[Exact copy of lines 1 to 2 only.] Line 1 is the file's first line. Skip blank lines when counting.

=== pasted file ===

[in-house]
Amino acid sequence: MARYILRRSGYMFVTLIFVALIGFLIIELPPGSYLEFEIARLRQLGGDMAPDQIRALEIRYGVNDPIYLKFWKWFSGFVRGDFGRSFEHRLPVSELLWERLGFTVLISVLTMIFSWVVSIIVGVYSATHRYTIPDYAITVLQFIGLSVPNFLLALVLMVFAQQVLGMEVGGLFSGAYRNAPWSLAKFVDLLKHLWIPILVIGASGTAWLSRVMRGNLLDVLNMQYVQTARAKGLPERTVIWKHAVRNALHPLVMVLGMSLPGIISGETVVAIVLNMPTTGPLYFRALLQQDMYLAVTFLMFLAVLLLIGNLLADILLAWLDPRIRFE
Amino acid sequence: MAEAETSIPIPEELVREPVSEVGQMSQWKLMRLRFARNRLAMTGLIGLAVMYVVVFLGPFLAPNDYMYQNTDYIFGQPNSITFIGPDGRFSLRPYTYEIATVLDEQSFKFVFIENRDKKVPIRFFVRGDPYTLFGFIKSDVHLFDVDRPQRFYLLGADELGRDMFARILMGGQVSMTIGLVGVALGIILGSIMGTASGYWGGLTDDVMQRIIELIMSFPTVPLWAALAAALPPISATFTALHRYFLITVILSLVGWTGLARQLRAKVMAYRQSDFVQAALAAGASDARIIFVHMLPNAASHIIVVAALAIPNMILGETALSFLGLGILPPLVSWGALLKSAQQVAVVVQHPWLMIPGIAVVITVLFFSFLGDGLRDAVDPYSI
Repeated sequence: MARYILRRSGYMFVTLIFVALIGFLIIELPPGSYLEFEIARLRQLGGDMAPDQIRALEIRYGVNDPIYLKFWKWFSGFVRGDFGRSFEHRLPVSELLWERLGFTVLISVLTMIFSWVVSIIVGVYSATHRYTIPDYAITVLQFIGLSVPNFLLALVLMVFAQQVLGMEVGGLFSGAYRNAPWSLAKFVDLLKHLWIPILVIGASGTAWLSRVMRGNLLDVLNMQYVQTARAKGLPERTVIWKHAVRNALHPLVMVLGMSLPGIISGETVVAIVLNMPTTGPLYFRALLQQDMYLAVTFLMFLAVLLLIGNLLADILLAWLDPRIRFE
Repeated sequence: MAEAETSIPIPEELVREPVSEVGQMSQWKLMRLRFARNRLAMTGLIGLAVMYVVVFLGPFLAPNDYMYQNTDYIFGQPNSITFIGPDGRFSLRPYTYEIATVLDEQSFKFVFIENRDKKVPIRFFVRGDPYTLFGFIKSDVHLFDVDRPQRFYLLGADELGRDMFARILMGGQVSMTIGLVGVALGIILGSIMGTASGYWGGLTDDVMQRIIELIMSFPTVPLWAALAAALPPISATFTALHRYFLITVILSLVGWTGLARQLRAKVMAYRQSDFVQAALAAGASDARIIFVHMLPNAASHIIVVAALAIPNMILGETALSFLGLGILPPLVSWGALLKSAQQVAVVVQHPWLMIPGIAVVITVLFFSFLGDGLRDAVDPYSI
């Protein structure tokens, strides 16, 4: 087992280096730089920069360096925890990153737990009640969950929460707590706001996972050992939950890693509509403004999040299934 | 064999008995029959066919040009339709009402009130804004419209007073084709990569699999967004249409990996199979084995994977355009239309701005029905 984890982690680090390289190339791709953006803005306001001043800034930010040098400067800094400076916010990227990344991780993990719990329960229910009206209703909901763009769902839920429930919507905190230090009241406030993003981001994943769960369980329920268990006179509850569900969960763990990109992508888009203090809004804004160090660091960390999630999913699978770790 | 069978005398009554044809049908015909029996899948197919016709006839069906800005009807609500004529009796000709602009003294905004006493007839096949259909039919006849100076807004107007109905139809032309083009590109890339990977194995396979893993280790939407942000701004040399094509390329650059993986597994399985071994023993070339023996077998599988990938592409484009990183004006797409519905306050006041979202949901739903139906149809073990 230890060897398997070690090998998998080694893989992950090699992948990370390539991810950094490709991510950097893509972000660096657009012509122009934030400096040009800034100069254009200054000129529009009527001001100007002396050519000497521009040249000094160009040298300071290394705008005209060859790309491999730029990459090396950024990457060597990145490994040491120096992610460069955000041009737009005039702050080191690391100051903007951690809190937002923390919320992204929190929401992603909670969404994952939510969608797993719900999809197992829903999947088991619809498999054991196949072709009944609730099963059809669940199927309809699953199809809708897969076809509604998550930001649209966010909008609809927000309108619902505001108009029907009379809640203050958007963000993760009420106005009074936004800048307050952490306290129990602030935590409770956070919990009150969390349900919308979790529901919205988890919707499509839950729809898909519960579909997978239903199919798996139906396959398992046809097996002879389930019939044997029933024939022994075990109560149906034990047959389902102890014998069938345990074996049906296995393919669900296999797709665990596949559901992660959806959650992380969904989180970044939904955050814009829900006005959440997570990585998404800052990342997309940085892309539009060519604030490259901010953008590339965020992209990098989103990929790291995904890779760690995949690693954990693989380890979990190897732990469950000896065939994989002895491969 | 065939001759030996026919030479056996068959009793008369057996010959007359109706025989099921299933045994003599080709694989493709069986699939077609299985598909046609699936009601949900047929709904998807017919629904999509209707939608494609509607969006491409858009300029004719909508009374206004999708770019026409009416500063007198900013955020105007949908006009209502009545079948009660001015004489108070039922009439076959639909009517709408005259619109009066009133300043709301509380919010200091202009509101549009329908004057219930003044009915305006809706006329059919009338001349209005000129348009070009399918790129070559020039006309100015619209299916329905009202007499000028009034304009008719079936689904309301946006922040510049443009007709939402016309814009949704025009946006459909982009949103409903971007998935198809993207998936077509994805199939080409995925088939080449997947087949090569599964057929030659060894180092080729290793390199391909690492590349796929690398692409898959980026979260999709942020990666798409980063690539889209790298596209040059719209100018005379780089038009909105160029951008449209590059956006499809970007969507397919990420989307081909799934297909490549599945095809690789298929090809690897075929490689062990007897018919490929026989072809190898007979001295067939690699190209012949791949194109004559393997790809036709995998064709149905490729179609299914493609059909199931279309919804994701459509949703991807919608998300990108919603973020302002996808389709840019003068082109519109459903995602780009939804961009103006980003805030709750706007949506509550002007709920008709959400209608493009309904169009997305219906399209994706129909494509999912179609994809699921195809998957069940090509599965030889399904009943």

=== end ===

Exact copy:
[in-house]
Amino acid sequence: MARYILRRSGYMFVTLIFVALIGFLIIELPPGSYLEFEIARLRQLGGDMAPDQIRALEIRYGVNDPIYLKFWKWFSGFVRGDFGRSFEHRLPVSELLWERLGFTVLISVLTMIFSWVVSIIVGVYSATHRYTIPDYAITVLQFIGLSVPNFLLALVLMVFAQQVLGMEVGGLFSGAYRNAPWSLAKFVDLLKHLWIPILVIGASGTAWLSRVMRGNLLDVLNMQYVQTARAKGLPERTVIWKHAVRNALHPLVMVLGMSLPGIISGETVVAIVLNMPTTGPLYFRALLQQDMYLAVTFLMFLAVLLLIGNLLADILLAWLDPRIRFE